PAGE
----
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BellaOnline's African American Culture Editor

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The Dichotomy of Our Church Life


When did our churches become social elitist clubs? Or, a marketing smorgasbord? When did it become unacceptable to come as you are--even if all you have is one old skirt or one pair of pants? When did one’s socioeconomic status become a basis for membership?

The solidarity; the care and concern; the life-line; the strength; the unity, seems to be dying as each year passes. When did we take God out of church, and allow the Devil in? We are to be one body; yet we act like distant cousins, three times removed. We are no longer concerned about being our brother’s keeper. For many, the bottom-line is the major concern. Many [churches] have gone so far as to close its doors in some communities and not look back. There is a sadness when a community houses ten different houses of worship, and not one of it’s leaders knows the other. Or, the fact that its community is on the cusp of total annihilation, and not one leader stands to make a difference. The one place that should be neutral; the one place that made a difference; the one place that birthed leaders and cultivated talent, has become one of the greatest thorns in the side of impoverished communities.

Not to say that the Church has not had its share of controversies over the years. Nor is it implied that the Black church has been perfect--even back in the day. There are enough church mothers and deacons that can give you an earful! However, there was a standard and a spirit that was evident in the Black church of old, that seems to be lacking now. Sure, we can count the number of mega-churches, and the Ministers, and Pastors, and Bishops that seem to have a celebrity status all unto themselves. There remains a void in the house of God. Something that used to be, is no more—the genuineness, the sincere spirit, the brotherly love. That one voice and unity of old, is not readily seen.

The church has seemingly allowed itself to become distracted with the big picture of growing and building; creating great edifices, that it has uninvited the Spirit of God to inhabit its presence and houses of worship. In its stead is a cold, barren, uncaring, and fearful church, that seems to fear losing members and their dollars that come into the collection plate, rather than having a reverential fear of God. Where do the widows and orphans fit into this new world church? Where do the poverty stricken communities fit in? How can one say to a person, who is hungry, that God will provide, and watch them leave the house of worship empty handed, when one had the means to buy that person groceries? What about that person coming out of jail, or that former drug addict or prostitute; is there a place for them in today’s church that will extend open arms to them? Or, have we’ve become so far removed from one another and our lives, that we no longer seek to save souls, but to make ourselves more comfortable.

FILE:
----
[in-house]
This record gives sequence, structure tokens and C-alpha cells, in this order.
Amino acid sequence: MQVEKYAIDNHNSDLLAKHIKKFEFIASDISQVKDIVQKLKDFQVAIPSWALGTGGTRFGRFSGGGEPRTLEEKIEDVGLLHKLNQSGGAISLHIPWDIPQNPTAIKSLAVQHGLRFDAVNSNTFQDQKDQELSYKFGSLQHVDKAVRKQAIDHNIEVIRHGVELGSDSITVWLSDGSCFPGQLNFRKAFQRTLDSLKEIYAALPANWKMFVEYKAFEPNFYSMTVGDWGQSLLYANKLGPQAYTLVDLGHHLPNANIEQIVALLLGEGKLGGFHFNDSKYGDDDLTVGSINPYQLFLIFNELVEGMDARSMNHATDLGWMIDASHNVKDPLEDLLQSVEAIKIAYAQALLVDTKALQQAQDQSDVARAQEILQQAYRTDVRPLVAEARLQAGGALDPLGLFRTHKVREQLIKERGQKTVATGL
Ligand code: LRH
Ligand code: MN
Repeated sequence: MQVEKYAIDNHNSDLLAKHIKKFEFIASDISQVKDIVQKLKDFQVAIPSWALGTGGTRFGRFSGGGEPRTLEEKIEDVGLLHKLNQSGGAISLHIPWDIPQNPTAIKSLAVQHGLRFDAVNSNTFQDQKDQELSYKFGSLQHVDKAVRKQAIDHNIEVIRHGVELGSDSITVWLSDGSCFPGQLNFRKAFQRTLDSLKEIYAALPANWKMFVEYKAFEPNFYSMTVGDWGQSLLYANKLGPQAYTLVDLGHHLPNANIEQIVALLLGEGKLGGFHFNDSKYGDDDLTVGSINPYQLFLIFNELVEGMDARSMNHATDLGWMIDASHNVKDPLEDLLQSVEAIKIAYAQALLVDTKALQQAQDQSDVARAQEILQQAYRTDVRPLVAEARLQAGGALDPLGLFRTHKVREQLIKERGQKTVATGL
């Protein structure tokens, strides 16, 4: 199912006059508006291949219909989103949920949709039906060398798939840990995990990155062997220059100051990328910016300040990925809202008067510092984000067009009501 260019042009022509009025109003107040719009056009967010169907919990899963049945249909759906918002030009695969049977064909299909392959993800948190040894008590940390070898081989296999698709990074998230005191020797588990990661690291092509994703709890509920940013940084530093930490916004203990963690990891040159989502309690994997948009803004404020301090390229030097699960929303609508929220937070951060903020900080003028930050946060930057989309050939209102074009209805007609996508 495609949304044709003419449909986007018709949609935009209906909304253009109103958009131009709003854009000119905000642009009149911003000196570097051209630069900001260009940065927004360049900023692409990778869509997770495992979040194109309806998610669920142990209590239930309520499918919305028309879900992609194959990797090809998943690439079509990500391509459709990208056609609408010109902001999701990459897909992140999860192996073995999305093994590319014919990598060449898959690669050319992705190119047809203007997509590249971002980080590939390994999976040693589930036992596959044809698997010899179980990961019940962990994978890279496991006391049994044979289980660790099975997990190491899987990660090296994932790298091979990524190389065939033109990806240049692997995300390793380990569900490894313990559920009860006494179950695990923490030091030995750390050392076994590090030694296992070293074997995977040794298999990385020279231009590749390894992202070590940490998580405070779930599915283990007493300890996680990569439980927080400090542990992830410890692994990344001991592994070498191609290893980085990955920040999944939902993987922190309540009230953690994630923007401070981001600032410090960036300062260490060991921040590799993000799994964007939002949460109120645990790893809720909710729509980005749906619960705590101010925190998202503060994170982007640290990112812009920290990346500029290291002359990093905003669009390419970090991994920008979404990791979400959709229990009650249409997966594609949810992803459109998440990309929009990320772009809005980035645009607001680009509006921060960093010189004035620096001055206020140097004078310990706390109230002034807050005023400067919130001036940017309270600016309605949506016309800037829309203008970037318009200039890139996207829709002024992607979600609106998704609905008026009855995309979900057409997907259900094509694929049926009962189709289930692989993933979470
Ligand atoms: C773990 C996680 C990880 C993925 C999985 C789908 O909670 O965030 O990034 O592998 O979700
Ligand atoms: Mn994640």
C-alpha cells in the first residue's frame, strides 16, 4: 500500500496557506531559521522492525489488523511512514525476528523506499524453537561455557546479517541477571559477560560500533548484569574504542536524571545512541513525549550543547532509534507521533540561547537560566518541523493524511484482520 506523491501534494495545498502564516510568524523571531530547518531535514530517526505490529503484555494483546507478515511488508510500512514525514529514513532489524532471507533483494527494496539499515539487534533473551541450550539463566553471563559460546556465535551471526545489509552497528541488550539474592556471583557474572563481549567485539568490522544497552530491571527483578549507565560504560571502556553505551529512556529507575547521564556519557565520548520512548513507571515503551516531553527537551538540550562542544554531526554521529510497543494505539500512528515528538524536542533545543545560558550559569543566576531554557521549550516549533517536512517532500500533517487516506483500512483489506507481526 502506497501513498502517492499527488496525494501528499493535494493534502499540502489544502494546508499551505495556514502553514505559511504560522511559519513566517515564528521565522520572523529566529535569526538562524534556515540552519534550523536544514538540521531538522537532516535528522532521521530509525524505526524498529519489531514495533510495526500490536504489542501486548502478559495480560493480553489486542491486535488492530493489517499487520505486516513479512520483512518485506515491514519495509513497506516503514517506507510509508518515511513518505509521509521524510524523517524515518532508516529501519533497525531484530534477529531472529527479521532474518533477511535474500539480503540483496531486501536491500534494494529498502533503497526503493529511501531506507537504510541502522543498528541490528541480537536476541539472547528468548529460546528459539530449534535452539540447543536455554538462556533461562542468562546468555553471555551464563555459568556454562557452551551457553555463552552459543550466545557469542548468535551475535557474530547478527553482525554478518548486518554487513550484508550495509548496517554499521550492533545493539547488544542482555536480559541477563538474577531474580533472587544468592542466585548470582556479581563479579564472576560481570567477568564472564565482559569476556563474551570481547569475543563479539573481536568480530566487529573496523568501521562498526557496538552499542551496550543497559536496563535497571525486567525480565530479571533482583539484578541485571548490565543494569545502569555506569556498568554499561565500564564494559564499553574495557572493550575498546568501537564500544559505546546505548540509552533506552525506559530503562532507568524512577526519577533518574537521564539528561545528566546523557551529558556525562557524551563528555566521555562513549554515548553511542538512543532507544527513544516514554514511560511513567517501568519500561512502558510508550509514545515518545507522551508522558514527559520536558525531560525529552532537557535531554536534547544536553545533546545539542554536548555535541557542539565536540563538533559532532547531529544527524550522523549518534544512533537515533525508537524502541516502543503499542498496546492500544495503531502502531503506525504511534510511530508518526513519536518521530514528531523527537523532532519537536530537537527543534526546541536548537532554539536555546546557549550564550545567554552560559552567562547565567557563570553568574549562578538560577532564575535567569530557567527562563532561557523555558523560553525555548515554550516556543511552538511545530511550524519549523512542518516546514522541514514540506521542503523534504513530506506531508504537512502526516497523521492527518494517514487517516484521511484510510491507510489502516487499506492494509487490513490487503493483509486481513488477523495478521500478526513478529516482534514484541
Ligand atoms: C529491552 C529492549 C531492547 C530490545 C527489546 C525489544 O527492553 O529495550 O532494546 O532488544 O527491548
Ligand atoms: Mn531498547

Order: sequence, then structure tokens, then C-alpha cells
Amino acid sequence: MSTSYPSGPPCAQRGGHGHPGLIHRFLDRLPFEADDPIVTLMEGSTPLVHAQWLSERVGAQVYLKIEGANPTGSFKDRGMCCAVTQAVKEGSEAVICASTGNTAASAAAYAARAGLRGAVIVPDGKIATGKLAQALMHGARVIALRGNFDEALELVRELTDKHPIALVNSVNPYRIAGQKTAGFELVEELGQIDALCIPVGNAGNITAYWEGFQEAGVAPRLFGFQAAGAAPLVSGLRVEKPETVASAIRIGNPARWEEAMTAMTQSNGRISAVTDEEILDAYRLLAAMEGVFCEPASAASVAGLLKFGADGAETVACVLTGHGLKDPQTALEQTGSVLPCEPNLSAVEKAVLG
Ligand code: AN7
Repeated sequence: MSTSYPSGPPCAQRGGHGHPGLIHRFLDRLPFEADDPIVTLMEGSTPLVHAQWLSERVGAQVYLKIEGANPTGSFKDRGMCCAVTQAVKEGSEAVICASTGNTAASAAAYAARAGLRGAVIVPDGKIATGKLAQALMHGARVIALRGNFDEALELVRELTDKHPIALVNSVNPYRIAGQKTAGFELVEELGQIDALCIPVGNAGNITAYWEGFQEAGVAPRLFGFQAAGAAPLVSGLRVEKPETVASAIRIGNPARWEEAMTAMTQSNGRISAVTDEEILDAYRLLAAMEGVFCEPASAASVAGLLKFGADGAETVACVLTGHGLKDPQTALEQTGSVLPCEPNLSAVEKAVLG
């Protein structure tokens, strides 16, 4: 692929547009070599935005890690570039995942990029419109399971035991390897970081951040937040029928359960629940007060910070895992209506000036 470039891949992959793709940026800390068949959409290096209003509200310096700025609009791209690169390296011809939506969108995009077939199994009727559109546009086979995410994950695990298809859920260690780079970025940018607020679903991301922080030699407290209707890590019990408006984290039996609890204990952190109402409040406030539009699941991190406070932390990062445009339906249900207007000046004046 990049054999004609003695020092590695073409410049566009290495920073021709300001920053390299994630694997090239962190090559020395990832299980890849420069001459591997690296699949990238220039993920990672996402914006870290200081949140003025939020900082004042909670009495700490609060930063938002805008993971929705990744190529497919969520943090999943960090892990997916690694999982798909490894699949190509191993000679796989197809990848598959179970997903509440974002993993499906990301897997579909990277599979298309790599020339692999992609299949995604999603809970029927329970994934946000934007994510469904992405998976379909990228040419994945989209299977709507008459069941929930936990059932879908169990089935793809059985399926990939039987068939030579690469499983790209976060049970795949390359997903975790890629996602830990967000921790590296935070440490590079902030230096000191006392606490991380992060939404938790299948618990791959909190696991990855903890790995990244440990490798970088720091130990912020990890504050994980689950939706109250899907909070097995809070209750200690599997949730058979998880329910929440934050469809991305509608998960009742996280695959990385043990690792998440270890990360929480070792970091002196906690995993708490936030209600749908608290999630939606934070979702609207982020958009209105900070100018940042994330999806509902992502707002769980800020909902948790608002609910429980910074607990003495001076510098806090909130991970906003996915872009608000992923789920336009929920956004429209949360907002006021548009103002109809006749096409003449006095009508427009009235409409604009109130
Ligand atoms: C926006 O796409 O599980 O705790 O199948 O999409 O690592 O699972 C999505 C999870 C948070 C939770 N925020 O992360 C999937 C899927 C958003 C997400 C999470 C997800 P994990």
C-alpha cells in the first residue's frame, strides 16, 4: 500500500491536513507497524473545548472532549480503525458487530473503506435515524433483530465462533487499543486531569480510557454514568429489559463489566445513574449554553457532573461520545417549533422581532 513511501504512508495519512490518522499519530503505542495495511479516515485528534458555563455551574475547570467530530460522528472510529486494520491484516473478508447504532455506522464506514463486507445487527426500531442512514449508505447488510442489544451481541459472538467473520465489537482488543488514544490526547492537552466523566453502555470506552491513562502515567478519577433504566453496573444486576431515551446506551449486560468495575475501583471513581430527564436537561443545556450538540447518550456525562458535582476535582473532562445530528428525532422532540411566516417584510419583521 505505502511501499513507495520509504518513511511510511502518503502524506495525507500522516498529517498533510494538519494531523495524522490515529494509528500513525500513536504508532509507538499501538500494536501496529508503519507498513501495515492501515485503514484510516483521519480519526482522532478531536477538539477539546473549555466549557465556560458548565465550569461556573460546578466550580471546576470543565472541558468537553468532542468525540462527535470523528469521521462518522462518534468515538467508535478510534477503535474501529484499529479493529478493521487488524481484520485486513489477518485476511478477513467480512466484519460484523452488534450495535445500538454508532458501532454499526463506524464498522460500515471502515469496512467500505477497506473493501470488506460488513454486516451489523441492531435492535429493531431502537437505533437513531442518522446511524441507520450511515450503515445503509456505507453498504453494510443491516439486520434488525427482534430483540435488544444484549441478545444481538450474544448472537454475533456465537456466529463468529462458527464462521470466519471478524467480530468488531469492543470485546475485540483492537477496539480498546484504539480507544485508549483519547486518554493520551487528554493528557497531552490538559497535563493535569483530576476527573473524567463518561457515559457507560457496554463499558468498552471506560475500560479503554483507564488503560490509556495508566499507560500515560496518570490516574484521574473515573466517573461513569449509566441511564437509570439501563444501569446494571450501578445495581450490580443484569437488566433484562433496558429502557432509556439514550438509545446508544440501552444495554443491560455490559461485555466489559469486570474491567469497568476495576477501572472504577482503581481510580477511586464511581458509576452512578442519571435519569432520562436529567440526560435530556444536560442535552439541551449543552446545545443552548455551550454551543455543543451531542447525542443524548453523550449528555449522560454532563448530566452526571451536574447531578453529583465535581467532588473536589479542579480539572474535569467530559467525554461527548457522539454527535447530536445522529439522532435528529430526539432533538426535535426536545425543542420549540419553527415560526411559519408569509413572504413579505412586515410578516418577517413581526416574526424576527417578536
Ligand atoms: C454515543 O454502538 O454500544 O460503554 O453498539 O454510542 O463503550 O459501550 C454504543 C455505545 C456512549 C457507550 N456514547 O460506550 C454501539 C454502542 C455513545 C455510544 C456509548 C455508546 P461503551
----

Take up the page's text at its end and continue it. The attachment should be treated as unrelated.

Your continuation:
When we look back, we should be proud of where we came from. A great legacy was left for us. Yet, what kind of legacy are we going to leave for those that follow us. Will it be a legacy of love, strength, unity? Or, will it be one of strife, jealousy, shame, bitterness and greed? There is absolutely nothing wrong with prosperity. For it is the will of God for us to prosper. However, it is not the will of God to set our hearts upon the increase, and forget the reason why He blessed us in the first place: that we may bless others.

The Black Church was a staple for all that the Black family held near and dear to their hearts. It was where we learned and grew as a community. It was where we were reconciled to one another, and became a unified to fight against oppression, degradation, segregation, and the manipulation of our people. The Black Church birthed out leaders, singers, artists, writers, dancers, musicians, orators. As well as, doctors, lawyers, judges. Many children were given the opportunity to attend college because of a church’s scholarship fund. Although a church may have had only a 100 members or so, with very little finances; their commitment to one another, to the future, to the Spirit of God, allowed them to come together and make dreams come true. It was that spirit of generosity; that spirit of love; that spirit of gratitude that enable the church to grow. But somewhere along the way, many have lost its way. And it is time to get back on track.

Whether we understand it or not, the dichotomy of the world we live in, and how it has affected our lives is evident in the vast array of differences that unfolds on a daily basis. We live our lives working towards a goal. Whether it is spoken or unspoken; known or unknown—we are all working towards some kind of goal. The goal may be short term or long term. It may be just a goal to make it to the end of the day. It may be the goal of triumphing over the odds that you see all around you. However, in working towards our goals and attaining them, we cannot allow oursleves to become the oppressor. We mustn't allow our successes to hinder another person's progress or attempt at reaching higher. There is room for everyone at the King's table.






















































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Content copyright © 2013 by Ruthe McDonald. All rights reserved.
This content was written by Ruthe McDonald. If you wish to use this content in any manner, you need written permission. Contact Ruthe McDonald for details.

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